She studied at Smith College under Louise Rood, and later with Francis Tursi at the Eastman School of Music, and privately with William Primrose. Dr. Goldberg was a significant person in the formation of the Viola Research Society (precursor of the American Viola Society) in the U.S. She became librarian for rare manuscripts and books at Eastman’s Sibley Music Library.

Icelandic Music Centre Reykjavík
Cf. note on the Australian Music Centre.

Stefan Krayk (1914–1999) Santa Barbara, California
Through the thoughtful encouragement of the violist, Donald McInnes, Krayk’s former student at the University of California at Santa Barbara, the Polish born violinist sent materials to PIVA. An especially interesting piece in the collection is a holograph of some exercises written by Krayk’s teacher, the renowned Carl Flesch. Krayk played for some years as the second violinist in the famed Paganini Quartet before its demise.

Walter Lebermann (1910–1984) Bad Homburg, Germany
See Introduction for biographical details.

Norwegian Music Centre Oslo
Cf. note on the Australian Music Centre.

Dwight R. Pounds (b. 1935) Bowling Green, Kentucky
Pounds took his doctorate in music education with viola as a minor under William Primrose at Indiana University. He has occupied important positions over decades in the American and International Viola Society, and has become their de facto official photographer. He has been generous in his contributions to PIVA, including the photo gallery of prominent violists displayed in the PIVA Room. He has been a research historian for both viola societies mentioned and has published two volumes pertaining to the history of the American Viola Society and the transition from violin to viola. Dr. Pounds has been the author of numerous articles on the instrument that have appeared in JAVS, Die Viola, and The Strad. A prolific letter writer, his correspondence will serve as a significant source of information for those wishing to learn of the viola societies, congresses, Primrose competitions, and general activities pertaining to the viola.

William Primrose (1904–1982) Provo, Utah
See Biographies for biographical details.

Maurice W. Riley (1911–1997) Ypsilanti, Michigan
Dr. Riley was one of the world’s leading researchers of the history of the viola. His two-volume “The History of the Viola,” 1980 and 1991, was the first publication of its kind in English. His vast correspondence with leading violists of the time is a treasure trove within PIVA. He was the host of the first International Viola Congress, 1975, in North America, and outside of Europe, at Eastern Michigan University, Ypsilanti. Riley served in various administrative capacities of the American Viola Society, including its president and editor of its Journal. His wife, Leila, and three string musician sons were enthusiastic supporters of their parents’ far-reaching viola endeavors and influence. A large painting, “Five Giants of the Viola,” by a son Ben Carl hangs in the PIVA room.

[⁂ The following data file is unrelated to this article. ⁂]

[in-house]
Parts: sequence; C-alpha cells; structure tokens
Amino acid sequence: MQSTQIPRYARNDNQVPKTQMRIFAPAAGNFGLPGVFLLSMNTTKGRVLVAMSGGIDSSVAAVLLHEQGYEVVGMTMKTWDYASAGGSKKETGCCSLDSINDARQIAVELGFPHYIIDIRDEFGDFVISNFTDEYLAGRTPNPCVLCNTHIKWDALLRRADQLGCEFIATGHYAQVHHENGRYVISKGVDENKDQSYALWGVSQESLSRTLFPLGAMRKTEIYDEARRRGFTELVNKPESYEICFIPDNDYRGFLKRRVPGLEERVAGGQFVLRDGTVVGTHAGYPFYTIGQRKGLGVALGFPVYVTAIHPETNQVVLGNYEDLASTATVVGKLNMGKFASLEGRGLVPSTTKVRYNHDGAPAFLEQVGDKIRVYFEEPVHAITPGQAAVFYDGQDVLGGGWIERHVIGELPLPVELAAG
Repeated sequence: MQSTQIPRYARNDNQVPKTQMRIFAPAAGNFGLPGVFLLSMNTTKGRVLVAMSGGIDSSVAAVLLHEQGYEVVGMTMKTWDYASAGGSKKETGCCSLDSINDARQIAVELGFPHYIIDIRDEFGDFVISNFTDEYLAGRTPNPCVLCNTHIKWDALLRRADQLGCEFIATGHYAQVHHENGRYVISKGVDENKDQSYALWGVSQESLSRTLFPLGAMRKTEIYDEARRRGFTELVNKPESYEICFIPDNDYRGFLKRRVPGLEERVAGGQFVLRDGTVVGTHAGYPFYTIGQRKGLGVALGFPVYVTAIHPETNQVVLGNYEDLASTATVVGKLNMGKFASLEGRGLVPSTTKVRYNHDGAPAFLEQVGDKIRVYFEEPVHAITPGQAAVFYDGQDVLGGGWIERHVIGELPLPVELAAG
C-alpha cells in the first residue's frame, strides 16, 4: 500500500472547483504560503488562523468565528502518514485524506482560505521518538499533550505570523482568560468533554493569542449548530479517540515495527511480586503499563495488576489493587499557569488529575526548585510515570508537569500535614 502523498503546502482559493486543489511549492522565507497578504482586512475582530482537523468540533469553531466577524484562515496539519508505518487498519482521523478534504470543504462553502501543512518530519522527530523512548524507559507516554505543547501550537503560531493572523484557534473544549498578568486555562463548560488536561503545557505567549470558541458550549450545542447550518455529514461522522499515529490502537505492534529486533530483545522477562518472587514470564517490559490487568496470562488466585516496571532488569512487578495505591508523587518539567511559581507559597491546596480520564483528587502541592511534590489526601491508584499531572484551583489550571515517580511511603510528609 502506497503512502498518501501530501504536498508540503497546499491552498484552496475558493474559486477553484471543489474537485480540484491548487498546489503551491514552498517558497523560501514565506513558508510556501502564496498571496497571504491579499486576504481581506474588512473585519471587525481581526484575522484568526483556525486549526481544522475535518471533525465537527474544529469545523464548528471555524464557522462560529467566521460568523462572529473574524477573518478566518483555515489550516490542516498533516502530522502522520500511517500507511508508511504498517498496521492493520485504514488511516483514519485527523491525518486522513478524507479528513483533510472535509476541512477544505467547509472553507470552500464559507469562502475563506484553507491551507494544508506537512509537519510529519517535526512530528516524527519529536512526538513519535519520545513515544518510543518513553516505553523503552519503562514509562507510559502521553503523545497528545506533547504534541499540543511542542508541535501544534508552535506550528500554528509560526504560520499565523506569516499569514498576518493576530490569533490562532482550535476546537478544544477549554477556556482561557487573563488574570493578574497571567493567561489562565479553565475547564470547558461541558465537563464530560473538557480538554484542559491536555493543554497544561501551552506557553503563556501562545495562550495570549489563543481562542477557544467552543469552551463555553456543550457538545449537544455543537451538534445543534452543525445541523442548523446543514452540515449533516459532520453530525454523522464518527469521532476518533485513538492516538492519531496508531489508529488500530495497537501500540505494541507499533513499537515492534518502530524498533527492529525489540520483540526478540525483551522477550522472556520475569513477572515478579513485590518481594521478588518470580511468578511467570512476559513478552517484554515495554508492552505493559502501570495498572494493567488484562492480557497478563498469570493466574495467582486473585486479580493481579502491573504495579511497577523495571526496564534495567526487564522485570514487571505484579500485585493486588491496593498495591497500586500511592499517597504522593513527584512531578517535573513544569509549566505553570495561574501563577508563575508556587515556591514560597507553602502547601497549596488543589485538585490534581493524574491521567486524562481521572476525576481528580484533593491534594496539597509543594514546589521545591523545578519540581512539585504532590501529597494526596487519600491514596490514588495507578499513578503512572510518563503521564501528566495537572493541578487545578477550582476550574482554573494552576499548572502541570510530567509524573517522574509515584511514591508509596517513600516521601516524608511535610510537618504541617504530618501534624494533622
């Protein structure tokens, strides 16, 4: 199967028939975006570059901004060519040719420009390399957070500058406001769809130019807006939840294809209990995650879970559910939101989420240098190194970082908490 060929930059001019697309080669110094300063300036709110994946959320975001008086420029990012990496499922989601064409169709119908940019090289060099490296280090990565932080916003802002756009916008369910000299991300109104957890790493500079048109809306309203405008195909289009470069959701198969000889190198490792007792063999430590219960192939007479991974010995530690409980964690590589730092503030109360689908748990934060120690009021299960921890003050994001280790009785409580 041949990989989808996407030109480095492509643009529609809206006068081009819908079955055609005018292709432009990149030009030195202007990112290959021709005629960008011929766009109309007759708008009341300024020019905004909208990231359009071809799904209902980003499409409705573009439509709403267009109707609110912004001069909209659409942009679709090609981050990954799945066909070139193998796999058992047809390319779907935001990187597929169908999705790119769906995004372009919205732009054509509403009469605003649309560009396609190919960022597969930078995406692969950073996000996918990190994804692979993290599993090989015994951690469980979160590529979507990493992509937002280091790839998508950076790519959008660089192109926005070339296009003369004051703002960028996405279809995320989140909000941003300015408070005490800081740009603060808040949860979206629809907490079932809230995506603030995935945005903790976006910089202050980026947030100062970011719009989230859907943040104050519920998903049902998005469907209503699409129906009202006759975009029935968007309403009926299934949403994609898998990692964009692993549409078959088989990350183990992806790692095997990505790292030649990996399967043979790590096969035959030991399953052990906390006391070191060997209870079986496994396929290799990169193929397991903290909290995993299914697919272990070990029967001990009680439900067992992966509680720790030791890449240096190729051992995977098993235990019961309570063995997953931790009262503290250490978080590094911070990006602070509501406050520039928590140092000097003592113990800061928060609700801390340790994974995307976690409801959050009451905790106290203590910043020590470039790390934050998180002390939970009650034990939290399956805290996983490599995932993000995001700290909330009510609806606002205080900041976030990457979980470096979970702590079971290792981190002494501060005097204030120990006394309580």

Alan Shulman (1915–2002) Mount Tremper, New York
Shulman, a fine cellist, came from a talented family of musicians. His studies in cello and composition were taken at the Peabody Conservatory and the Juilliard School of Music. He became a member of Toscanini’s NBC Symphony and the notable Stuyvesant Quartet. Shulman also performed in New York studio orchestras and composed serious as well as light music. A “Theme and Variations for Viola and Piano,” 1940, and orchestrated later, was his first concert hall worthy composition. It has since become a staple of the American viola repertoire. Dr. David became enamored of this work, as so many violists have, and happened to briefly meet Alan Shulman at the 1987 International Viola Congress at the University of Michigan. He asked the composer if he would be amenable to having the manuscript of the “Variations” repose in PIVA? He said he would be agreeable. Some years later, and when Alan Shulman was incapacitated, his son, Jay, carried out his father’s wishes. The holographs, in the viola-piano and orchestrated versions, are contained in PIVA along with other Shulman works for the viola.

Myron Rosenblum (b. 1932) Sunnyside, New York